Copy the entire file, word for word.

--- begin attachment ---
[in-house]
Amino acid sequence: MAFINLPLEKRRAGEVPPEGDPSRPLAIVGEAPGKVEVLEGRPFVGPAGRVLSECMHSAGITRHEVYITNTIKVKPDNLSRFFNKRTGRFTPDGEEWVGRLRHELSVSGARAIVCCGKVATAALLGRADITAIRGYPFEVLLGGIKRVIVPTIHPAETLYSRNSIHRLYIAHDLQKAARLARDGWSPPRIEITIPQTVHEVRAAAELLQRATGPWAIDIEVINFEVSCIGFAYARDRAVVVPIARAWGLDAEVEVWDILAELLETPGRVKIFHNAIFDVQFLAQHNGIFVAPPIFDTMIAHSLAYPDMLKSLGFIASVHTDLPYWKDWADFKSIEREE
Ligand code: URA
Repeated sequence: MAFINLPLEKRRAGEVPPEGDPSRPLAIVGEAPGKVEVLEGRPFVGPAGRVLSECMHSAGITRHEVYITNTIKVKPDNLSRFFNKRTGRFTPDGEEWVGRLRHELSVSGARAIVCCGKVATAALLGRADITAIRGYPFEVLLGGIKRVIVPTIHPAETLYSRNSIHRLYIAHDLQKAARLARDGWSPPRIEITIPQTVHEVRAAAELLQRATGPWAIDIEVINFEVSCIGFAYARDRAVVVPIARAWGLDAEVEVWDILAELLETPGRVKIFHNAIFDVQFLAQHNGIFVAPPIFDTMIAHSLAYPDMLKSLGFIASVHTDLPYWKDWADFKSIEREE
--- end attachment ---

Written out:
[in-house]
Amino acid sequence: MAFINLPLEKRRAGEVPPEGDPSRPLAIVGEAPGKVEVLEGRPFVGPAGRVLSECMHSAGITRHEVYITNTIKVKPDNLSRFFNKRTGRFTPDGEEWVGRLRHELSVSGARAIVCCGKVATAALLGRADITAIRGYPFEVLLGGIKRVIVPTIHPAETLYSRNSIHRLYIAHDLQKAARLARDGWSPPRIEITIPQTVHEVRAAAELLQRATGPWAIDIEVINFEVSCIGFAYARDRAVVVPIARAWGLDAEVEVWDILAELLETPGRVKIFHNAIFDVQFLAQHNGIFVAPPIFDTMIAHSLAYPDMLKSLGFIASVHTDLPYWKDWADFKSIEREE
Ligand code: URA
Repeated sequence: MAFINLPLEKRRAGEVPPEGDPSRPLAIVGEAPGKVEVLEGRPFVGPAGRVLSECMHSAGITRHEVYITNTIKVKPDNLSRFFNKRTGRFTPDGEEWVGRLRHELSVSGARAIVCCGKVATAALLGRADITAIRGYPFEVLLGGIKRVIVPTIHPAETLYSRNSIHRLYIAHDLQKAARLARDGWSPPRIEITIPQTVHEVRAAAELLQRATGPWAIDIEVINFEVSCIGFAYARDRAVVVPIARAWGLDAEVEVWDILAELLETPGRVKIFHNAIFDVQFLAQHNGIFVAPPIFDTMIAHSLAYPDMLKSLGFIASVHTDLPYWKDWADFKSIEREE